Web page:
I'm having a knee-jerk reaction here, having to restrain myself… actually, this is a very very good question. Ambisonics is very interesting in that it doesn't involve channels the way we're used to thinking about them. Soundfield recording (or synthesis) and playback are two separate activities. For playback we have many many choices. This is one of the reasons I like Ambisonics sooo much. We can playback in simple two channel stereo, for compatibility with everyone. We can do horizontal only over four, five, six, seven, eight, nine, ten, eleven, twelve, . . . actually as many loudspeakers as we like; and the placement of speakers of these playback channels is very flexible. And for big thrills we can playback complete 3D periphonic sound over eight, ten, twelve, fourteen, sixteen, . . . again with flexibility of layout. As Ambisonics is capable of N-channel playback, the "how many channels" question as related to loudspeakers can be determined as performance conditions require.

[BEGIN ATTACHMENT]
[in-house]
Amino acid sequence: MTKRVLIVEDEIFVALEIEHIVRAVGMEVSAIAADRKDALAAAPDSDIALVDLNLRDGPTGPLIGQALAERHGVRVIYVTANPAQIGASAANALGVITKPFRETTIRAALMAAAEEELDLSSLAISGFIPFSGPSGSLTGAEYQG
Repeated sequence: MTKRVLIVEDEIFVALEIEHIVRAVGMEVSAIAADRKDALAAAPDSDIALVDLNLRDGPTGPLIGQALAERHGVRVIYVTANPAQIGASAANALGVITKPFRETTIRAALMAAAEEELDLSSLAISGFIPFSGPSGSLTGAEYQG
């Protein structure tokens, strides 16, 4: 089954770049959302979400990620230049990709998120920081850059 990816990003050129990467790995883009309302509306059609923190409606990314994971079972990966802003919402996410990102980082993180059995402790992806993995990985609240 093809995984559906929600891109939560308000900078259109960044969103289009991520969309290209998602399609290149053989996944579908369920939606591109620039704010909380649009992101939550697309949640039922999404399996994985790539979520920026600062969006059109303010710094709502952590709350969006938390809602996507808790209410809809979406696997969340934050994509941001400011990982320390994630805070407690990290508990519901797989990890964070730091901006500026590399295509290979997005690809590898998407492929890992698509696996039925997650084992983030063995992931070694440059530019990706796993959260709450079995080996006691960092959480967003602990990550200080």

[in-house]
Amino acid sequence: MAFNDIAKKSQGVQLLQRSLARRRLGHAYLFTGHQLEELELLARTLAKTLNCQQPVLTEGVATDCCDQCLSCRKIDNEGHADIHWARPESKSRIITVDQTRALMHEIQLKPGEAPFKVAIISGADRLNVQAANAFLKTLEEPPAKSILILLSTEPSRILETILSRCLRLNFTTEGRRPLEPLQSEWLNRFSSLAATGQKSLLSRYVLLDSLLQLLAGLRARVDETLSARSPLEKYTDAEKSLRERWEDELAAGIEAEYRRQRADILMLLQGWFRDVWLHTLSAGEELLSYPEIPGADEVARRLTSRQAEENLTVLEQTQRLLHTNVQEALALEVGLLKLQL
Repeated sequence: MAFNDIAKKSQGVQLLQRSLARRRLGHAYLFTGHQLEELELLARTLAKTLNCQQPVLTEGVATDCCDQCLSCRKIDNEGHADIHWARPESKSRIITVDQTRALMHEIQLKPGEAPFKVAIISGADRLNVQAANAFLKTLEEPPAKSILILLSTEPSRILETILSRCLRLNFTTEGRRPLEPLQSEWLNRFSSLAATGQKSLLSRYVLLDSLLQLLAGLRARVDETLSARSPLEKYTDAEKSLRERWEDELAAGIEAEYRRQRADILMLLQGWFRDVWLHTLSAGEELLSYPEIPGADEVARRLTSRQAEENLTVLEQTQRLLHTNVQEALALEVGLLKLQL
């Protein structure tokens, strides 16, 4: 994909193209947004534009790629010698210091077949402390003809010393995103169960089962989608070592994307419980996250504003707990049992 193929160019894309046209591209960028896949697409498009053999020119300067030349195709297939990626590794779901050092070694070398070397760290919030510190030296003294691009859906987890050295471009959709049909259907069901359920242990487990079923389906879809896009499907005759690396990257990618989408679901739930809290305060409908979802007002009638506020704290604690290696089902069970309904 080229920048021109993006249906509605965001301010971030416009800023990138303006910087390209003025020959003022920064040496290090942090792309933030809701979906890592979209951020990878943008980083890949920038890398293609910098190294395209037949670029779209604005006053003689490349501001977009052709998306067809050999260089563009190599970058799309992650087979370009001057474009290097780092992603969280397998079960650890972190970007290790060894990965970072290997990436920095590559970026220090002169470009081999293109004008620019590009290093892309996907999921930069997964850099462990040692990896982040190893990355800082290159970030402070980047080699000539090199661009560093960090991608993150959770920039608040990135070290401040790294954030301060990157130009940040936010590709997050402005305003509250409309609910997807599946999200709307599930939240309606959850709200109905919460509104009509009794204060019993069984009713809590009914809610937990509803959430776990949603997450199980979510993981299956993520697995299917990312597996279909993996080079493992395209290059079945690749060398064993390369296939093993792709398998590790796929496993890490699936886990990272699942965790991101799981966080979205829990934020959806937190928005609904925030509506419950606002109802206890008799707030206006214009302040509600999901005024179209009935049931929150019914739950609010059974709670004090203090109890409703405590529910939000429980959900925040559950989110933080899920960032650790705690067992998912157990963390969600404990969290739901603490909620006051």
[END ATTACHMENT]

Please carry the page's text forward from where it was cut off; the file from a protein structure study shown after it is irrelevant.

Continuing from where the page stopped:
When it comes to recording and synthesizing soundfields, Ambisonics is encoded in a four channel form called B-format. The first channel, W, is the nondirectional pressure signal. The second channel, X, is the directional pressure gradient containing the front and back information. The third channel, Y, contains the left and right, and the Z the up and down. These channels define a first order sample of the complete soundfield at a point. When it comes to microphone response types, W is an omnidirectional mic, where X, Y, and Z are figure-of-eight mics.
This is something else I really like about Ambisonics, I can compose for N-channel loudspeaker playback, but I only need to deal with four channel files for complete 3D sound. Wow!! (Have I told you I'm working on a 2048-channel piece?? :-) )
So Ambisonics is really flexible on playback and very efficient on storage, but what really makes it different from other multichannel systems??